Today my early-20s daughters live in cities. They’ve travelled widely – one backpacking through Southeast Asia, another traipsing around Nicaragua. They understand buses, subways and airports. They’re “city savvy.”
They’ve come along way from their childhood.
Growing up on rural Salt Spring Island, the girls were city innocents. For example, once when they were very little, we went with a group to see a musical in Vancouver. Arriving early, a few of us grabbed food in a restaurant and then strolled back along the sidewalks to the theatre. We came to an intersection and as four solid lanes of cars zoomed passed, little Danica looked up with a worried frown.
“I hope,” she whispered above the roar of engines, “someone will stop for us.”
She had no idea that the stoplight would change, a “walk” signal would emerge and we’d simply walk across the crosswalk.
On a trip to Disneyland a few years later, they became so enthralled with “rides” on the Canadian side of the trip – A ferry with a play area! A bus! Escalators! A moving sidewalk! – they didn’t really need to go to California.
But the girls’ first city bus ride was the most memorable example of rural head butting urban. This occurred when, with great anticipatory enthusiasm, we decided to leave the car at home and bus to Saanich Commonwealth Pool for swimming with Nana.
We raced off the ferry, over stairs, through passageways, up elevators and into the sunny outdoors to be first in line for the double-decker bus that would take us into town. Everything was in order. We were the first to climb aboard, and therefore got our choice of seats.
Eagerly, the girls selected three spots on the upper level of the bus, right at the front, near a big window. The bus engines revved, the girls looked excitedly around them – as if it were the launch of boats at Splash Mountain – and off we went.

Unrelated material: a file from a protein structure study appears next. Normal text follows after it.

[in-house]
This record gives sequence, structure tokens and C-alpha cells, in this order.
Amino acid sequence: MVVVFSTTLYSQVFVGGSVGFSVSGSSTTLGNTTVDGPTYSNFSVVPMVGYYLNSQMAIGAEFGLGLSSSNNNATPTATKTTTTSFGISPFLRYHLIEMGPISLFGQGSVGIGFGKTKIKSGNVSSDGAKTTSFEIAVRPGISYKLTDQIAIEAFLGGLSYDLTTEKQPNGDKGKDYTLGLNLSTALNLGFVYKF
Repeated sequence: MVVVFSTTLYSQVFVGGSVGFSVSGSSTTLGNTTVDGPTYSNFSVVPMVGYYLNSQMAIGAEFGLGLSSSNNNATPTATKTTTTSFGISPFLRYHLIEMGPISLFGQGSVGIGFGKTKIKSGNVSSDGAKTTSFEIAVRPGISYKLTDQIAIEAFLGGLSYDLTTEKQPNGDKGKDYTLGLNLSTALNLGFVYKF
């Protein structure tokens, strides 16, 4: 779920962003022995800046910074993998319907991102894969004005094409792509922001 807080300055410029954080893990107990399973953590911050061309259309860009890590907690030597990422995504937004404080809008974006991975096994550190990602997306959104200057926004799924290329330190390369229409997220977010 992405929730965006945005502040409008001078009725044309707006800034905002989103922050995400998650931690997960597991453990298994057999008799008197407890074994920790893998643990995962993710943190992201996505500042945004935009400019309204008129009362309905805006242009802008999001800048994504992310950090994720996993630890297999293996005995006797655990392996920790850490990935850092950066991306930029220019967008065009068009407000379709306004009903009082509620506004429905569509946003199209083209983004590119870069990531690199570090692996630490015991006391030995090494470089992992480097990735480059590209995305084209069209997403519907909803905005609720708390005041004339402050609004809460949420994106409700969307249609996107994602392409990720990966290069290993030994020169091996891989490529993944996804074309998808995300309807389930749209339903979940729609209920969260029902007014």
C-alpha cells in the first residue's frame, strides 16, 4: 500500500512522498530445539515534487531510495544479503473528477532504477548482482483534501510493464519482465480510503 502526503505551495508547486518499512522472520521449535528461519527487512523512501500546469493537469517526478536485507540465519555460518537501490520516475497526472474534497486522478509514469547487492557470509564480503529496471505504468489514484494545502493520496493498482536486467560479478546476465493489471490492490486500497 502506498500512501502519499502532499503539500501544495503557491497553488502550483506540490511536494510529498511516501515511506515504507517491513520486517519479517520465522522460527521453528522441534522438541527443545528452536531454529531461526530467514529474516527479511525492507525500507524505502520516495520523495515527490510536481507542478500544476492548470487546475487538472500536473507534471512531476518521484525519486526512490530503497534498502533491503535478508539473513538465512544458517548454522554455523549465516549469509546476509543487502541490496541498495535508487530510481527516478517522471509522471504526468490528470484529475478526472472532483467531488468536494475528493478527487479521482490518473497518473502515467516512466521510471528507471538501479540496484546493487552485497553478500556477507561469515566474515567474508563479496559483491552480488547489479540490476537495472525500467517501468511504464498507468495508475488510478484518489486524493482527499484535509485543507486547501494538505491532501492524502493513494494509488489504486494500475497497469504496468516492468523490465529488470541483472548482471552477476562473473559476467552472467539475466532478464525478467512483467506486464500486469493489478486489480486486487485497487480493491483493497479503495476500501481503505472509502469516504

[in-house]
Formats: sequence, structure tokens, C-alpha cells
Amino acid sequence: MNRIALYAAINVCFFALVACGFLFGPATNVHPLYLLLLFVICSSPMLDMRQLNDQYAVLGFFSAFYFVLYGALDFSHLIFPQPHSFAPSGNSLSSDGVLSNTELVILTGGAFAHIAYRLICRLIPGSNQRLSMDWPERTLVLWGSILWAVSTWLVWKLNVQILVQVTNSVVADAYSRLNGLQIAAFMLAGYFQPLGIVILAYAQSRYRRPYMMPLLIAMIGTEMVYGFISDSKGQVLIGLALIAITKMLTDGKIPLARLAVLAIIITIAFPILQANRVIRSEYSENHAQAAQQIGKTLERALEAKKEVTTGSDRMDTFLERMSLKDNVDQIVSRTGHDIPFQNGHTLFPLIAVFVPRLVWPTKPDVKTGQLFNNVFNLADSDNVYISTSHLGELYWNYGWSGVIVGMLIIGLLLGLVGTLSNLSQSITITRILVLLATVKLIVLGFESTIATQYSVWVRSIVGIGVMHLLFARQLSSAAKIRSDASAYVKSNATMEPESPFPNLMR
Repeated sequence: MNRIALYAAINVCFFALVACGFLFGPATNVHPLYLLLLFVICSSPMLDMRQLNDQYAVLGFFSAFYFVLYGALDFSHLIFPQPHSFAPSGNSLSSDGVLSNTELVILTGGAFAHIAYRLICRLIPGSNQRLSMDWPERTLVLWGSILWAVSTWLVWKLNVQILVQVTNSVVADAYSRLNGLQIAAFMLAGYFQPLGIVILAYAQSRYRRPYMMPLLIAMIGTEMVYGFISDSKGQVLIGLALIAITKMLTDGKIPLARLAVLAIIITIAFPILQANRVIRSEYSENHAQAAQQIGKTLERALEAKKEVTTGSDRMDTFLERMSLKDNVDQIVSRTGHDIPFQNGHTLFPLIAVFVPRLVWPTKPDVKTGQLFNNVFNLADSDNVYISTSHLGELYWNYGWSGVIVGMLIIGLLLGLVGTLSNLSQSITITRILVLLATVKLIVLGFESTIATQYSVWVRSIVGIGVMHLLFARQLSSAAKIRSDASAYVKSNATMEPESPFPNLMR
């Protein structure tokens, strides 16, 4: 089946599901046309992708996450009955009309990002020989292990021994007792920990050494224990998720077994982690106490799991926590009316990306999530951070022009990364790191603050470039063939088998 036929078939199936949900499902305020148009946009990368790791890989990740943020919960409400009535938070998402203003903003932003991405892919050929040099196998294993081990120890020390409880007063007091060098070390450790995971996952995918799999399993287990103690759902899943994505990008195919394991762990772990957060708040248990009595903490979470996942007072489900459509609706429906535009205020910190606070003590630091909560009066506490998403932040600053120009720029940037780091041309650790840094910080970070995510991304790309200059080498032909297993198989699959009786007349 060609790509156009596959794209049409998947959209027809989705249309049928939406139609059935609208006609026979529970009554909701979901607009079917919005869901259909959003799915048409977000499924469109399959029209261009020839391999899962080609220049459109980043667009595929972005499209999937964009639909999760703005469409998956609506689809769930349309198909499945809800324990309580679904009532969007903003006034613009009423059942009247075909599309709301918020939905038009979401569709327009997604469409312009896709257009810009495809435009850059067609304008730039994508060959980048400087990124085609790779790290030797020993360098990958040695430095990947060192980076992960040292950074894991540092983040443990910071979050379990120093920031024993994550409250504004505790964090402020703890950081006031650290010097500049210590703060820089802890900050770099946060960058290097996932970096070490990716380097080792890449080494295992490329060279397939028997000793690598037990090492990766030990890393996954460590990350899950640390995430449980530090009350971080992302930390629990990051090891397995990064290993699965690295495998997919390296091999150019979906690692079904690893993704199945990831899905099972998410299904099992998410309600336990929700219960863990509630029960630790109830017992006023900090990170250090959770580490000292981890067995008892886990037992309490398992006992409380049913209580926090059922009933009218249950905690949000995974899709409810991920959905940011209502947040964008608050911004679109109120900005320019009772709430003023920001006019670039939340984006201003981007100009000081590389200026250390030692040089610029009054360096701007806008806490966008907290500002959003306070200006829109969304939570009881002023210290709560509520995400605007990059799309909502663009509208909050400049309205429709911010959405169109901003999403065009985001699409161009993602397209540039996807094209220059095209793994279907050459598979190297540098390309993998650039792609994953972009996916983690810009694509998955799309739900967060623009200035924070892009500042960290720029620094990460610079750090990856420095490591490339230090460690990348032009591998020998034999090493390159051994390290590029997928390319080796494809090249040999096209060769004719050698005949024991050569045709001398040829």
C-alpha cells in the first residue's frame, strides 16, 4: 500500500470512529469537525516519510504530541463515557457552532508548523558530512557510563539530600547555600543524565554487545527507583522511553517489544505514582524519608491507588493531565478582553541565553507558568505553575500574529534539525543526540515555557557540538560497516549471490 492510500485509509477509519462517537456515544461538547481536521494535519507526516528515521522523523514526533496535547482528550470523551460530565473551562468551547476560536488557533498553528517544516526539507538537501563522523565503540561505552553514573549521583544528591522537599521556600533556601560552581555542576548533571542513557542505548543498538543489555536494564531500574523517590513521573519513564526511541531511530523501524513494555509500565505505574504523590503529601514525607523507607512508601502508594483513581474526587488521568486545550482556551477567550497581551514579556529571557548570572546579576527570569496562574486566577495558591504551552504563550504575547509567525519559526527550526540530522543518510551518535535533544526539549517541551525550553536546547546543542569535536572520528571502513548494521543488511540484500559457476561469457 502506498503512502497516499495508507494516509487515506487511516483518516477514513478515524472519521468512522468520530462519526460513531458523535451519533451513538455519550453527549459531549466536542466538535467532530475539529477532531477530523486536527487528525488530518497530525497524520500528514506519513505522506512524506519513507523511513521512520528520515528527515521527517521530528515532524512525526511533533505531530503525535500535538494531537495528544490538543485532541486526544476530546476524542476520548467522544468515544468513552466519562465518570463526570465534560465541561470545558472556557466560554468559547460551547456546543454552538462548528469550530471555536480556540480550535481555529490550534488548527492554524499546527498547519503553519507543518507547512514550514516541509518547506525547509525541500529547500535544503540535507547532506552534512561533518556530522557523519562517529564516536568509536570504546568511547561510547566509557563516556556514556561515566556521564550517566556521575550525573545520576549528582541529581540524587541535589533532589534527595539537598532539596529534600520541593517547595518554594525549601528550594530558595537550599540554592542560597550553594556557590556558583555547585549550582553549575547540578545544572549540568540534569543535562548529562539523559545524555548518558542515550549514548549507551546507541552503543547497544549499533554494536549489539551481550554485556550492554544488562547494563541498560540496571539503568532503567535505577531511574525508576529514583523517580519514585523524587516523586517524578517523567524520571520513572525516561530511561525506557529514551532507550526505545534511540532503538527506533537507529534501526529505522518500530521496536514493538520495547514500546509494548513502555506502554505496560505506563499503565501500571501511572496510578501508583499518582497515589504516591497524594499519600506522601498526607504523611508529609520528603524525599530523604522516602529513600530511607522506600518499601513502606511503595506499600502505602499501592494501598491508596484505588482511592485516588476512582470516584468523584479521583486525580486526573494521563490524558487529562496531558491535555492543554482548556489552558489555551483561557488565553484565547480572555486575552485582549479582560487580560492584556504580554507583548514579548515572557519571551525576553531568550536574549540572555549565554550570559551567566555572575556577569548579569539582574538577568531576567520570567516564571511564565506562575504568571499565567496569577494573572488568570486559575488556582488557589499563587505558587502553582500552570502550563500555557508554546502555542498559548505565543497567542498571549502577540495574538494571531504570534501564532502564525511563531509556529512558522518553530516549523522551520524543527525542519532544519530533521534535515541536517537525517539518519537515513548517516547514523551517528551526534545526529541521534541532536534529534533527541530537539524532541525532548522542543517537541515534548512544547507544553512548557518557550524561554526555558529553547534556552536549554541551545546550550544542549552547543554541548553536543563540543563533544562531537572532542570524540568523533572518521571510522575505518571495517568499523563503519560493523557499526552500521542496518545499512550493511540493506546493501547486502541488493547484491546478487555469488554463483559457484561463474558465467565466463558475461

The bus motored onto the familiar highway and within a few minutes the girls settled into the routine, the excitement of a new experience slowly subsiding. Then the bus turned off the highway into Sidney. And stopped to pick up passengers. And started. And stopped. Danica and Sierra’s heads whipped around at me.
“What’s going on?” they demanded.
“We’re stopping to get other people who also want to ride this very exciting bus.”
“But we want to go swimming.”
“But we are enjoying this new experience! Isn’t it fun!”
They frowned and looked out the window. They sighed with relief as the bus stopped at a light and they could see the highway again. Then the bus crossed the smooth, straight thoroughfare (which they knew led directly to the pool) and started puttering through West Saanich.
“What?” they cried in unison. “We could be at the pool by now.”
Their faces took on a grumpy sort of look.
About 60 minutes later (it’s a 15-minute drive via highway) we arrived at the pool, met Nana, splashed in the water, jumped off the diving boards.
“Time to catch the bus back to the ferry,” I announced brightly.
The girls stared at me and turned to their grandmother.
“Please, Nana,” they begged with a touch of hysteria. “We’ll pay you to drive us to the ferry.”
So much for citifying country girls.